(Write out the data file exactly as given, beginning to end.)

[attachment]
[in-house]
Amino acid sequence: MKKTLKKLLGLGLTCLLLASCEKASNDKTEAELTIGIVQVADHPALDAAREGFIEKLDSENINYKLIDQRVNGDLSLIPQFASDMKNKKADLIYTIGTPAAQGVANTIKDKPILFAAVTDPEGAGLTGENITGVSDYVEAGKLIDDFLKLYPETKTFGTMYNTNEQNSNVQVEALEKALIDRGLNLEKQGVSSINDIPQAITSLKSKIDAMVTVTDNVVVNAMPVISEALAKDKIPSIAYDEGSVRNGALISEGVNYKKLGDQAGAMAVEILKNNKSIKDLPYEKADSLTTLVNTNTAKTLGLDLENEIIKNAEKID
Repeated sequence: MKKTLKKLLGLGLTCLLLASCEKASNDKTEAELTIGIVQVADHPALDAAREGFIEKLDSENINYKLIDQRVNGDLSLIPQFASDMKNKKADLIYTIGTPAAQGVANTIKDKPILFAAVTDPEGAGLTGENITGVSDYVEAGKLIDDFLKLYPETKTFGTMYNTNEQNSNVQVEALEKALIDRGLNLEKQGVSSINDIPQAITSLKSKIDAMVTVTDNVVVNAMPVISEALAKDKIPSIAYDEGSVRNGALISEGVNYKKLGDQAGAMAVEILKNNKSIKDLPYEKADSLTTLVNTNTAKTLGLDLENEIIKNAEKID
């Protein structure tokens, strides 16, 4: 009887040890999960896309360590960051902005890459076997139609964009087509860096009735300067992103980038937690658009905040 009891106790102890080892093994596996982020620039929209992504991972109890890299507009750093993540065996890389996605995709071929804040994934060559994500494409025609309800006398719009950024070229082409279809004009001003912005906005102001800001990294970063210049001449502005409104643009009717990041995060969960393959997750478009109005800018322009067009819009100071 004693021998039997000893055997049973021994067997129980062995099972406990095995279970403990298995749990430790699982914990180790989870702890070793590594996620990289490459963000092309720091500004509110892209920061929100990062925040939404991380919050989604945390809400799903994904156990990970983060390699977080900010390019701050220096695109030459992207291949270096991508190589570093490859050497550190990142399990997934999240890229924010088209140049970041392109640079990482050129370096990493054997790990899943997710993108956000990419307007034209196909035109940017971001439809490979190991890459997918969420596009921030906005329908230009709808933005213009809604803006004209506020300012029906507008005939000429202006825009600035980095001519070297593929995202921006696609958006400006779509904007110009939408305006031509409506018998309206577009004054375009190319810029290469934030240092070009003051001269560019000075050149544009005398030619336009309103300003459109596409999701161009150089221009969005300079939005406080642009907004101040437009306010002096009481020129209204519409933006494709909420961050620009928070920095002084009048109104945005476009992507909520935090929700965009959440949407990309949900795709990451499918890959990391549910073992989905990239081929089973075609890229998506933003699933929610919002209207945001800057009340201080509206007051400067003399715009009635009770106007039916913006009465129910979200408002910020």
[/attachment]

[in-house]
Amino acid sequence: MKKTLKKLLGLGLTCLLLASCEKASNDKTEAELTIGIVQVADHPALDAAREGFIEKLDSENINYKLIDQRVNGDLSLIPQFASDMKNKKADLIYTIGTPAAQGVANTIKDKPILFAAVTDPEGAGLTGENITGVSDYVEAGKLIDDFLKLYPETKTFGTMYNTNEQNSNVQVEALEKALIDRGLNLEKQGVSSINDIPQAITSLKSKIDAMVTVTDNVVVNAMPVISEALAKDKIPSIAYDEGSVRNGALISEGVNYKKLGDQAGAMAVEILKNNKSIKDLPYEKADSLTTLVNTNTAKTLGLDLENEIIKNAEKID
Repeated sequence: MKKTLKKLLGLGLTCLLLASCEKASNDKTEAELTIGIVQVADHPALDAAREGFIEKLDSENINYKLIDQRVNGDLSLIPQFASDMKNKKADLIYTIGTPAAQGVANTIKDKPILFAAVTDPEGAGLTGENITGVSDYVEAGKLIDDFLKLYPETKTFGTMYNTNEQNSNVQVEALEKALIDRGLNLEKQGVSSINDIPQAITSLKSKIDAMVTVTDNVVVNAMPVISEALAKDKIPSIAYDEGSVRNGALISEGVNYKKLGDQAGAMAVEILKNNKSIKDLPYEKADSLTTLVNTNTAKTLGLDLENEIIKNAEKID
């Protein structure tokens, strides 16, 4: 009887040890999960896309360590960051902005890459076997139609964009087509860096009735300067992103980038937690658009905040 009891106790102890080892093994596996982020620039929209992504991972109890890299507009750093993540065996890389996605995709071929804040994934060559994500494409025609309800006398719009950024070229082409279809004009001003912005906005102001800001990294970063210049001449502005409104643009009717990041995060969960393959997750478009109005800018322009067009819009100071 004693021998039997000893055997049973021994067997129980062995099972406990095995279970403990298995749990430790699982914990180790989870702890070793590594996620990289490459963000092309720091500004509110892209920061929100990062925040939404991380919050989604945390809400799903994904156990990970983060390699977080900010390019701050220096695109030459992207291949270096991508190589570093490859050497550190990142399990997934999240890229924010088209140049970041392109640079990482050129370096990493054997790990899943997710993108956000990419307007034209196909035109940017971001439809490979190991890459997918969420596009921030906005329908230009709808933005213009809604803006004209506020300012029906507008005939000429202006825009600035980095001519070297593929995202921006696609958006400006779509904007110009939408305006031509409506018998309206577009004054375009190319810029290469934030240092070009003051001269560019000075050149544009005398030619336009309103300003459109596409999701161009150089221009969005300079939005406080642009907004101040437009306010002096009481020129209204519409933006494709909420961050620009928070920095002084009048109104945005476009992507909520935090929700965009959440949407990309949900795709990451499918890959990391549910073992989905990239081929089973075609890229998506933003699933929610919002209207945001800057009340201080509206007051400067003399715009009635009770106007039916913006009465129910979200408002910020």